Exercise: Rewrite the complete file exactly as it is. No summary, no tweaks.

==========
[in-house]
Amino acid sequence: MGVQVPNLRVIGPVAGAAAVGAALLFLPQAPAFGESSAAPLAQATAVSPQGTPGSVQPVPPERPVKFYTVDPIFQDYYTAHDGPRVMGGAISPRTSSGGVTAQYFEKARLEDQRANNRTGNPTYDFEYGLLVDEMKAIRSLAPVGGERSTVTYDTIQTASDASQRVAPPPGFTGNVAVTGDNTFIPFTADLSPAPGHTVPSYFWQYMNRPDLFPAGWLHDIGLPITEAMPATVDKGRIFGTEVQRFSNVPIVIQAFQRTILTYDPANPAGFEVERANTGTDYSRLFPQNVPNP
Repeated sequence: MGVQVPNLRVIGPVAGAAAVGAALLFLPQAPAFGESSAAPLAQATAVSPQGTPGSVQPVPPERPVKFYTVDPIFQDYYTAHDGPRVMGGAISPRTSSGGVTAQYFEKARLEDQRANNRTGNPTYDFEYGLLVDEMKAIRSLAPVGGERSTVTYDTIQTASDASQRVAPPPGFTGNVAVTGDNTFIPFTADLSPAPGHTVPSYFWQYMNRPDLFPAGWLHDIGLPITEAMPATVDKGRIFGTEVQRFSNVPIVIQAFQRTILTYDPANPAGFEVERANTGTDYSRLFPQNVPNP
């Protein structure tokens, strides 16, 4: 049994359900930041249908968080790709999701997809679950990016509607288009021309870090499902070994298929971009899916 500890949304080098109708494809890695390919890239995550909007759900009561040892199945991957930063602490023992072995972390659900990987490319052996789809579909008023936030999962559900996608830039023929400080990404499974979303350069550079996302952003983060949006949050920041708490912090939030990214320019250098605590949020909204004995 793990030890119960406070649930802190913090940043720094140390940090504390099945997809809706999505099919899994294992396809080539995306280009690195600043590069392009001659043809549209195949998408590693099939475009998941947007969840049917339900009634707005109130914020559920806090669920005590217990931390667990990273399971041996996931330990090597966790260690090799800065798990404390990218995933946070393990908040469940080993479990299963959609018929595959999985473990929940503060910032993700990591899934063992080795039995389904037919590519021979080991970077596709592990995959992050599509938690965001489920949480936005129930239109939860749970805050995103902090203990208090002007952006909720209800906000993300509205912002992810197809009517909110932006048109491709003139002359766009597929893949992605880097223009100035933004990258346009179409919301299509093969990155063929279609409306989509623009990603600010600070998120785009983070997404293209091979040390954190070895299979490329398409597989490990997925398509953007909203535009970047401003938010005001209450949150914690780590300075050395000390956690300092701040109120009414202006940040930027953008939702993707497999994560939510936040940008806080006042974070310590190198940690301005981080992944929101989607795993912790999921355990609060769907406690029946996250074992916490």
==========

[in-house]
Amino acid sequence: MGVQVPNLRVIGPVAGAAAVGAALLFLPQAPAFGESSAAPLAQATAVSPQGTPGSVQPVPPERPVKFYTVDPIFQDYYTAHDGPRVMGGAISPRTSSGGVTAQYFEKARLEDQRANNRTGNPTYDFEYGLLVDEMKAIRSLAPVGGERSTVTYDTIQTASDASQRVAPPPGFTGNVAVTGDNTFIPFTADLSPAPGHTVPSYFWQYMNRPDLFPAGWLHDIGLPITEAMPATVDKGRIFGTEVQRFSNVPIVIQAFQRTILTYDPANPAGFEVERANTGTDYSRLFPQNVPNP
Repeated sequence: MGVQVPNLRVIGPVAGAAAVGAALLFLPQAPAFGESSAAPLAQATAVSPQGTPGSVQPVPPERPVKFYTVDPIFQDYYTAHDGPRVMGGAISPRTSSGGVTAQYFEKARLEDQRANNRTGNPTYDFEYGLLVDEMKAIRSLAPVGGERSTVTYDTIQTASDASQRVAPPPGFTGNVAVTGDNTFIPFTADLSPAPGHTVPSYFWQYMNRPDLFPAGWLHDIGLPITEAMPATVDKGRIFGTEVQRFSNVPIVIQAFQRTILTYDPANPAGFEVERANTGTDYSRLFPQNVPNP
């Protein structure tokens, strides 16, 4: 049994359900930041249908968080790709999701997809679950990016509607288009021309870090499902070994298929971009899916 500890949304080098109708494809890695390919890239995550909007759900009561040892199945991957930063602490023992072995972390659900990987490319052996789809579909008023936030999962559900996608830039023929400080990404499974979303350069550079996302952003983060949006949050920041708490912090939030990214320019250098605590949020909204004995 793990030890119960406070649930802190913090940043720094140390940090504390099945997809809706999505099919899994294992396809080539995306280009690195600043590069392009001659043809549209195949998408590693099939475009998941947007969840049917339900009634707005109130914020559920806090669920005590217990931390667990990273399971041996996931330990090597966790260690090799800065798990404390990218995933946070393990908040469940080993479990299963959609018929595959999985473990929940503060910032993700990591899934063992080795039995389904037919590519021979080991970077596709592990995959992050599509938690965001489920949480936005129930239109939860749970805050995103902090203990208090002007952006909720209800906000993300509205912002992810197809009517909110932006048109491709003139002359766009597929893949992605880097223009100035933004990258346009179409919301299509093969990155063929279609409306989509623009990603600010600070998120785009983070997404293209091979040390954190070895299979490329398409597989490990997925398509953007909203535009970047401003938010005001209450949150914690780590300075050395000390956690300092701040109120009414202006940040930027953008939702993707497999994560939510936040940008806080006042974070310590190198940690301005981080992944929101989607795993912790999921355990609060769907406690029946996250074992916490």